3 minute read
You’ve heard it before: buying a home is one of the biggest purchases you will make in your lifetime. And, you know it!
That’s why you spend hours searching online for homes in your desired neighborhoods. You research schools and Google your commute time. You might even do “Sunday brunch” in a different neighborhood each week until you find the right match.
But … how long do you spend understanding your budget and exploring mortgage options?
If you’re thinking about buying a home, follow these steps to determine the mortgage (and budget) that’s right for you in the long-term:
#1. Start by considering what you can afford
A great tool that you can use to determine how much you can afford to spend on a home is a mortgage calculator. It will take into account your annual income, your monthly expenses, how much you want to put towards a down payment, and more. You’ll also want to consider associated mortgage costs like closing fees, insurance, inspections, appraisals, etc.
Just remember, a calculator is just that — a calculator. Only you really know your true financial comfort level. And, just because a calculator (or your lender) says you qualify for a certain mortgage amount, you need to decide if that’s an amount you’re personally comfortable with paying.
#2. Examine your credit
Your credit plays a huge role in whether or not you will qualify for a mortgage and, from there, what your interest rate will be. Generally speaking, a higher credit score will result in a lower interest rate.
If you have less than ideal credit, you might want to spend some time improving it before taking the leap into homeownership, as small differences in interest rates can have big impacts over the course of a 30-year mortgage.
#3. Know your loan options
Next, consider your different loan options. The two main types of mortgages are conventional mortgages, which are guaranteed by a private lender or bank, and government-backed loans. Government-backed include FHA loans, which allow down payments as low as 3.5%; VA loans, which are only available to military service members and veterans and offer low or no down payments; and USDA loans, which cater to rural property buyers.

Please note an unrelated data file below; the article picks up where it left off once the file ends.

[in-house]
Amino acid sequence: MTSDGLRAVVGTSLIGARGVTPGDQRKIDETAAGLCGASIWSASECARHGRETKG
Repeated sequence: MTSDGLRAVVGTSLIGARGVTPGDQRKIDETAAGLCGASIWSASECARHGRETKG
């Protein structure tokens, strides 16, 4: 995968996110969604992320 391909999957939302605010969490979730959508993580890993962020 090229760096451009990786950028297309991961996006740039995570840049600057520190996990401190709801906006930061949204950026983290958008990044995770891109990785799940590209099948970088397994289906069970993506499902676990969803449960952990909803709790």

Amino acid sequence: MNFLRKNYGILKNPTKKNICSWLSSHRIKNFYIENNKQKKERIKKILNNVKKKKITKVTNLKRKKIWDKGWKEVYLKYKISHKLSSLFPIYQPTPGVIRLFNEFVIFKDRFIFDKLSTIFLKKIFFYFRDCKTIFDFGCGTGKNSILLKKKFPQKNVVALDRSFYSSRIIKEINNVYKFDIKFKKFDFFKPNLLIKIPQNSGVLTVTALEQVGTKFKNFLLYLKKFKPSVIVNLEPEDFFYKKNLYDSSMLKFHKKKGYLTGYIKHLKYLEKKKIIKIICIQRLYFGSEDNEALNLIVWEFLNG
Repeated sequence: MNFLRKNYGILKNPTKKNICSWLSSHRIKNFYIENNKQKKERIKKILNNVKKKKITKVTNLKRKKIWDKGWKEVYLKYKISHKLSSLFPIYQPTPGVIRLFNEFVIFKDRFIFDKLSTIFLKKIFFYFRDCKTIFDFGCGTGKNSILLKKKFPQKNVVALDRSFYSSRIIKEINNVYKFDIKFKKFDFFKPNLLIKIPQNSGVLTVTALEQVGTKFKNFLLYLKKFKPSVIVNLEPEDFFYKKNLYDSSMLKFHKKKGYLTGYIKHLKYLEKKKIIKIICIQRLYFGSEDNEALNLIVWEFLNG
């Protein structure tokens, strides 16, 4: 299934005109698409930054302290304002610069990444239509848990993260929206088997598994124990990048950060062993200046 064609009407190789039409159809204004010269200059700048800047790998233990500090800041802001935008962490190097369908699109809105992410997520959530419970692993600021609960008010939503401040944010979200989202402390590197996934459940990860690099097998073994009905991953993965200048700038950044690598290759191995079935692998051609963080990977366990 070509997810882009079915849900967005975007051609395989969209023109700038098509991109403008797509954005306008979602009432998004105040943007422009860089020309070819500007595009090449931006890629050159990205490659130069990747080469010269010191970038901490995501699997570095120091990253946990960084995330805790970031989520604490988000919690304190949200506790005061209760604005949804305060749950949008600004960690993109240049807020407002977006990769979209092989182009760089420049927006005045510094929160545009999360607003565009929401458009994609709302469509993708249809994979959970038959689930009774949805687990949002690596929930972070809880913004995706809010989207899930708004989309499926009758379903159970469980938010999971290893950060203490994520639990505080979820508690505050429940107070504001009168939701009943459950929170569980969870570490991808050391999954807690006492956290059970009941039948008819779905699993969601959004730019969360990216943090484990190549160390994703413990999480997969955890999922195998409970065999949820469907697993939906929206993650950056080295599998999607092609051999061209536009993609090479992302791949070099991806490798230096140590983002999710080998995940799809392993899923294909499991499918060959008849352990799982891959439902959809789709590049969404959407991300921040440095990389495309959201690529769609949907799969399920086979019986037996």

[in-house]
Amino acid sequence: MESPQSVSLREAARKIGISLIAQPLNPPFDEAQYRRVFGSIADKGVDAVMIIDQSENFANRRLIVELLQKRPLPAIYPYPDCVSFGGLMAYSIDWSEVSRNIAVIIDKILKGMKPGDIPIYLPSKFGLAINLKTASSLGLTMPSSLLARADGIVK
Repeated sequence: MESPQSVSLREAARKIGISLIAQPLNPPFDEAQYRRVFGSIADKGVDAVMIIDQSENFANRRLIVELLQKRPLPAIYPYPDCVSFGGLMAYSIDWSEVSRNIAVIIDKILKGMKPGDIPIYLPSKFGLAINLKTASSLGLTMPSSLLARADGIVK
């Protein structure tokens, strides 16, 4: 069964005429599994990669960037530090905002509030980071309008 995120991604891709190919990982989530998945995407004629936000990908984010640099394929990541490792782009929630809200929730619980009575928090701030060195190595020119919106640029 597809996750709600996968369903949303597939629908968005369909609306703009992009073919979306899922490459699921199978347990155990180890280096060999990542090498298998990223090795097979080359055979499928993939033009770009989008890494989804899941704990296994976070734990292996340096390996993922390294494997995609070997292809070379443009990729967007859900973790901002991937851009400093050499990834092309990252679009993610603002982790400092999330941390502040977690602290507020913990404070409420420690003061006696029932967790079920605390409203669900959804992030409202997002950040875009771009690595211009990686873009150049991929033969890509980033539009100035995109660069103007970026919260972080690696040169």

If you don’t have a lot of cash saved for a down payment but have a good credit score and a steady income, a government-backed loan can be a great option. On the other hand, if you have the ability to swing a larger down payment, you may consider a conventional loan.
#4. Understand fixed or adjustable rates
For budgeting purposes, knowing that you have a fixed payment each month can be a must-have for many buyers. A mortgage with a fixed-rate will remain constant throughout the life of a loan.
Adjustable-rate mortgages, on the other hand, have fluctuating rates or can reset at specific times. These generally begin with lower rates and then jump up when an initial term ends. If you’re not planning on staying in your home for a long time, this can sometimes be a good option.
#5. Compare lenders and estimates
Lastly, it’s important to remember that no two mortgages or mortgage companies are the same. Be sure to shop around and meet with lenders. It’s always in your best interest to explore your options and find the mortgage that’s right for you and your budget.